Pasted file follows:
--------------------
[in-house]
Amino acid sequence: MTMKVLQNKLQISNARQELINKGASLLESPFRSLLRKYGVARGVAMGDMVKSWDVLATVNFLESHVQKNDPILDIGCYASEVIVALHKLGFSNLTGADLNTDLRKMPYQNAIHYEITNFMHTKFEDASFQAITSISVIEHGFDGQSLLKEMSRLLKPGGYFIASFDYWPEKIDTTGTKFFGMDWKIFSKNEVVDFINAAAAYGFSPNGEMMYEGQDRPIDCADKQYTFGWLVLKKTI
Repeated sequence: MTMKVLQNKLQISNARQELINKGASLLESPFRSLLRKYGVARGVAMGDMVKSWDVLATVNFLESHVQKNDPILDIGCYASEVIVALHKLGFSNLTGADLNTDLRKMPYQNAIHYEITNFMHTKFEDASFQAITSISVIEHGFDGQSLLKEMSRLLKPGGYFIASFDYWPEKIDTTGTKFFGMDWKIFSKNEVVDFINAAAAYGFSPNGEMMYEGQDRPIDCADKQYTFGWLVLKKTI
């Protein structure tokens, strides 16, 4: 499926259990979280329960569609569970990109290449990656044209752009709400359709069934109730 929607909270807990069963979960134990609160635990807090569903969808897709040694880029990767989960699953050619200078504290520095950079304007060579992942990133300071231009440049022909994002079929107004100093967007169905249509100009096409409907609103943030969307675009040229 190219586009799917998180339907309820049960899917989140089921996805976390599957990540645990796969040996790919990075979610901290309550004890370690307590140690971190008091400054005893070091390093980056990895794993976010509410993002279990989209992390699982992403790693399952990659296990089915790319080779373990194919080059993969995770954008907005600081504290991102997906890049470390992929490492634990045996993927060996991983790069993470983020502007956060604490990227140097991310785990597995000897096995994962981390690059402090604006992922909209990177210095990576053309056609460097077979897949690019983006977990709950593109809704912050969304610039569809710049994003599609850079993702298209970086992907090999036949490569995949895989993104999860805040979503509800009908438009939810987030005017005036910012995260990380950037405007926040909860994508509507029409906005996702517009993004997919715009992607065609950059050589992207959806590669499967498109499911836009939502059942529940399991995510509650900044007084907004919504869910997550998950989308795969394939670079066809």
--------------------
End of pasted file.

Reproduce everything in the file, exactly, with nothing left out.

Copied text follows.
[in-house]
Amino acid sequence: MTMKVLQNKLQISNARQELINKGASLLESPFRSLLRKYGVARGVAMGDMVKSWDVLATVNFLESHVQKNDPILDIGCYASEVIVALHKLGFSNLTGADLNTDLRKMPYQNAIHYEITNFMHTKFEDASFQAITSISVIEHGFDGQSLLKEMSRLLKPGGYFIASFDYWPEKIDTTGTKFFGMDWKIFSKNEVVDFINAAAAYGFSPNGEMMYEGQDRPIDCADKQYTFGWLVLKKTI
Repeated sequence: MTMKVLQNKLQISNARQELINKGASLLESPFRSLLRKYGVARGVAMGDMVKSWDVLATVNFLESHVQKNDPILDIGCYASEVIVALHKLGFSNLTGADLNTDLRKMPYQNAIHYEITNFMHTKFEDASFQAITSISVIEHGFDGQSLLKEMSRLLKPGGYFIASFDYWPEKIDTTGTKFFGMDWKIFSKNEVVDFINAAAAYGFSPNGEMMYEGQDRPIDCADKQYTFGWLVLKKTI
């Protein structure tokens, strides 16, 4: 499926259990979280329960569609569970990109290449990656044209752009709400359709069934109730 929607909270807990069963979960134990609160635990807090569903969808897709040694880029990767989960699953050619200078504290520095950079304007060579992942990133300071231009440049022909994002079929107004100093967007169905249509100009096409409907609103943030969307675009040229 190219586009799917998180339907309820049960899917989140089921996805976390599957990540645990796969040996790919990075979610901290309550004890370690307590140690971190008091400054005893070091390093980056990895794993976010509410993002279990989209992390699982992403790693399952990659296990089915790319080779373990194919080059993969995770954008907005600081504290991102997906890049470390992929490492634990045996993927060996991983790069993470983020502007956060604490990227140097991310785990597995000897096995994962981390690059402090604006992922909209990177210095990576053309056609460097077979897949690019983006977990709950593109809704912050969304610039569809710049994003599609850079993702298209970086992907090999036949490569995949895989993104999860805040979503509800009908438009939810987030005017005036910012995260990380950037405007926040909860994508509507029409906005996702517009993004997919715009992607065609950059050589992207959806590669499967498109499911836009939502059942529940399991995510509650900044007084907004919504869910997550998950989308795969394939670079066809």